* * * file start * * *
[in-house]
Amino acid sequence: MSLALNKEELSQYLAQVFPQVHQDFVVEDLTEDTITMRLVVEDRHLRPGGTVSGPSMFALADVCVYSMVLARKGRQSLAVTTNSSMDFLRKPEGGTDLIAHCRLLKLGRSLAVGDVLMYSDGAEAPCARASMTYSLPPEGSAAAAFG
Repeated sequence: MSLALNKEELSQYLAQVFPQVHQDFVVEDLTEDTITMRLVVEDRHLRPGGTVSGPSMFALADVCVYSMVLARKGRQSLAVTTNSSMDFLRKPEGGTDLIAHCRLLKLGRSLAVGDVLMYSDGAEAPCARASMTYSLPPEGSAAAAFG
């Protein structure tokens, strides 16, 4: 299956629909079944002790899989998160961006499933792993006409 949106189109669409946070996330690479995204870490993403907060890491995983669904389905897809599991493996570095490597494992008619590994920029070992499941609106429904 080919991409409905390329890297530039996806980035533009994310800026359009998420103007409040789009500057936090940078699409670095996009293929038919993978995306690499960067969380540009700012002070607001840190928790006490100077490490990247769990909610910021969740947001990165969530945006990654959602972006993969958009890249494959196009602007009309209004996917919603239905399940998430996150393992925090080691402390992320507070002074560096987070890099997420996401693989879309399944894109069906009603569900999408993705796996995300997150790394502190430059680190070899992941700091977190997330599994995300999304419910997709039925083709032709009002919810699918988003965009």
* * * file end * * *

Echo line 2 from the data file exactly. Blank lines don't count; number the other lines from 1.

Amino acid sequence: MSLALNKEELSQYLAQVFPQVHQDFVVEDLTEDTITMRLVVEDRHLRPGGTVSGPSMFALADVCVYSMVLARKGRQSLAVTTNSSMDFLRKPEGGTDLIAHCRLLKLGRSLAVGDVLMYSDGAEAPCARASMTYSLPPEGSAAAAFG